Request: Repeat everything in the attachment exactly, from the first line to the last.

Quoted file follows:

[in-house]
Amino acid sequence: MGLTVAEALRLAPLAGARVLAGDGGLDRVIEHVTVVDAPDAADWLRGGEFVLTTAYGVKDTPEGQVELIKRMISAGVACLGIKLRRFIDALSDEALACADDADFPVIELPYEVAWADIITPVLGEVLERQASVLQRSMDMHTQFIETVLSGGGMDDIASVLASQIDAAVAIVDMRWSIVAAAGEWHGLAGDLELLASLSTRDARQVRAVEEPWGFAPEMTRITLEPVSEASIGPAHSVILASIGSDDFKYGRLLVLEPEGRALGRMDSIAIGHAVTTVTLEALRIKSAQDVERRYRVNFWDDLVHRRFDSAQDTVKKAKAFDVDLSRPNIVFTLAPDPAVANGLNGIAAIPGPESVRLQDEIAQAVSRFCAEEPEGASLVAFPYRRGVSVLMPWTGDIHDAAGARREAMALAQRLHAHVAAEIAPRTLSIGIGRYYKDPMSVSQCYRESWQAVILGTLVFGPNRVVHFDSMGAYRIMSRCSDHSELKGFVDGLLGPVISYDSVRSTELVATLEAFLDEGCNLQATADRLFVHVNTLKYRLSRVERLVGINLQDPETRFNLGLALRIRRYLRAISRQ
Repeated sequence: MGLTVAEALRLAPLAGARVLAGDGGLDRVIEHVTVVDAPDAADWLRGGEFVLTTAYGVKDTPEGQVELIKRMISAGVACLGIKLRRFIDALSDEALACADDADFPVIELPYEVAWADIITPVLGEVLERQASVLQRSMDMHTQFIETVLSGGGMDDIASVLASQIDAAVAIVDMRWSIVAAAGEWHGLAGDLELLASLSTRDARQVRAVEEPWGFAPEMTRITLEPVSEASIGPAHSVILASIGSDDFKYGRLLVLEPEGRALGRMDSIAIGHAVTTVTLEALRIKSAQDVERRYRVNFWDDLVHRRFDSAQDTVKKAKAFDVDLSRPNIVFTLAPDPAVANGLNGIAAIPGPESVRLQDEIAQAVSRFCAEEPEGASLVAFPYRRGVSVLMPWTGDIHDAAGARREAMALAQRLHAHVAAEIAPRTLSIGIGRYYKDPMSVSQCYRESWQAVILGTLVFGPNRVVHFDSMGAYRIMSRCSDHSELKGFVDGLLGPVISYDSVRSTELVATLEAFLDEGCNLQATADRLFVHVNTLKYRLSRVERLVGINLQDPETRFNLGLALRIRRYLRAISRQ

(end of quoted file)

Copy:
[in-house]
Amino acid sequence: MGLTVAEALRLAPLAGARVLAGDGGLDRVIEHVTVVDAPDAADWLRGGEFVLTTAYGVKDTPEGQVELIKRMISAGVACLGIKLRRFIDALSDEALACADDADFPVIELPYEVAWADIITPVLGEVLERQASVLQRSMDMHTQFIETVLSGGGMDDIASVLASQIDAAVAIVDMRWSIVAAAGEWHGLAGDLELLASLSTRDARQVRAVEEPWGFAPEMTRITLEPVSEASIGPAHSVILASIGSDDFKYGRLLVLEPEGRALGRMDSIAIGHAVTTVTLEALRIKSAQDVERRYRVNFWDDLVHRRFDSAQDTVKKAKAFDVDLSRPNIVFTLAPDPAVANGLNGIAAIPGPESVRLQDEIAQAVSRFCAEEPEGASLVAFPYRRGVSVLMPWTGDIHDAAGARREAMALAQRLHAHVAAEIAPRTLSIGIGRYYKDPMSVSQCYRESWQAVILGTLVFGPNRVVHFDSMGAYRIMSRCSDHSELKGFVDGLLGPVISYDSVRSTELVATLEAFLDEGCNLQATADRLFVHVNTLKYRLSRVERLVGINLQDPETRFNLGLALRIRRYLRAISRQ
Repeated sequence: MGLTVAEALRLAPLAGARVLAGDGGLDRVIEHVTVVDAPDAADWLRGGEFVLTTAYGVKDTPEGQVELIKRMISAGVACLGIKLRRFIDALSDEALACADDADFPVIELPYEVAWADIITPVLGEVLERQASVLQRSMDMHTQFIETVLSGGGMDDIASVLASQIDAAVAIVDMRWSIVAAAGEWHGLAGDLELLASLSTRDARQVRAVEEPWGFAPEMTRITLEPVSEASIGPAHSVILASIGSDDFKYGRLLVLEPEGRALGRMDSIAIGHAVTTVTLEALRIKSAQDVERRYRVNFWDDLVHRRFDSAQDTVKKAKAFDVDLSRPNIVFTLAPDPAVANGLNGIAAIPGPESVRLQDEIAQAVSRFCAEEPEGASLVAFPYRRGVSVLMPWTGDIHDAAGARREAMALAQRLHAHVAAEIAPRTLSIGIGRYYKDPMSVSQCYRESWQAVILGTLVFGPNRVVHFDSMGAYRIMSRCSDHSELKGFVDGLLGPVISYDSVRSTELVATLEAFLDEGCNLQATADRLFVHVNTLKYRLSRVERLVGINLQDPETRFNLGLALRIRRYLRAISRQ